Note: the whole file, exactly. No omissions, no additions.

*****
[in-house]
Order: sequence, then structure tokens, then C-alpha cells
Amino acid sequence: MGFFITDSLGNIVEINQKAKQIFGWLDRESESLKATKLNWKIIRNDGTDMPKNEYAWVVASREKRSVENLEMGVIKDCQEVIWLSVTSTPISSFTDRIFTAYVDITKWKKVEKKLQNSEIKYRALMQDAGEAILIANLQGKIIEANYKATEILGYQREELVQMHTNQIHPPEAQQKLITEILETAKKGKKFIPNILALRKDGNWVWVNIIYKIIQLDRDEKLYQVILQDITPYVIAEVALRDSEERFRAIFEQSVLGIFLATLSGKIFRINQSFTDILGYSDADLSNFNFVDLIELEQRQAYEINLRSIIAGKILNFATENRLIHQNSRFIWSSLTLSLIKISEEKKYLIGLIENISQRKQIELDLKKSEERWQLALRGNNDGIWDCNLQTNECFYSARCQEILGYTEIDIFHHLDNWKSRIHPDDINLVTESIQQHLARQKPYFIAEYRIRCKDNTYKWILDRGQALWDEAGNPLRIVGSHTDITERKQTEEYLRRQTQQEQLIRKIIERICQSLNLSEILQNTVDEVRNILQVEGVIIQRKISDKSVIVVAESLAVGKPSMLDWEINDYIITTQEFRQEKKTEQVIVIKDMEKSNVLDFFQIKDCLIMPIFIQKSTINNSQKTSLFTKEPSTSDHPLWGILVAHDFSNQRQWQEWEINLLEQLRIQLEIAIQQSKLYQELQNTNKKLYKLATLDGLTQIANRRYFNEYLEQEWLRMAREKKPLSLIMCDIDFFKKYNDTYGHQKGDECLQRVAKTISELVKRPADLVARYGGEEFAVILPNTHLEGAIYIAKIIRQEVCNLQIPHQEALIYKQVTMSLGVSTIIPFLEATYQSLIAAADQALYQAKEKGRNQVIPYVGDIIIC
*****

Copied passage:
[in-house]
Order: sequence, then structure tokens, then C-alpha cells
Amino acid sequence: MGFFITDSLGNIVEINQKAKQIFGWLDRESESLKATKLNWKIIRNDGTDMPKNEYAWVVASREKRSVENLEMGVIKDCQEVIWLSVTSTPISSFTDRIFTAYVDITKWKKVEKKLQNSEIKYRALMQDAGEAILIANLQGKIIEANYKATEILGYQREELVQMHTNQIHPPEAQQKLITEILETAKKGKKFIPNILALRKDGNWVWVNIIYKIIQLDRDEKLYQVILQDITPYVIAEVALRDSEERFRAIFEQSVLGIFLATLSGKIFRINQSFTDILGYSDADLSNFNFVDLIELEQRQAYEINLRSIIAGKILNFATENRLIHQNSRFIWSSLTLSLIKISEEKKYLIGLIENISQRKQIELDLKKSEERWQLALRGNNDGIWDCNLQTNECFYSARCQEILGYTEIDIFHHLDNWKSRIHPDDINLVTESIQQHLARQKPYFIAEYRIRCKDNTYKWILDRGQALWDEAGNPLRIVGSHTDITERKQTEEYLRRQTQQEQLIRKIIERICQSLNLSEILQNTVDEVRNILQVEGVIIQRKISDKSVIVVAESLAVGKPSMLDWEINDYIITTQEFRQEKKTEQVIVIKDMEKSNVLDFFQIKDCLIMPIFIQKSTINNSQKTSLFTKEPSTSDHPLWGILVAHDFSNQRQWQEWEINLLEQLRIQLEIAIQQSKLYQELQNTNKKLYKLATLDGLTQIANRRYFNEYLEQEWLRMAREKKPLSLIMCDIDFFKKYNDTYGHQKGDECLQRVAKTISELVKRPADLVARYGGEEFAVILPNTHLEGAIYIAKIIRQEVCNLQIPHQEALIYKQVTMSLGVSTIIPFLEATYQSLIAAADQALYQAKEKGRNQVIPYVGDIIIC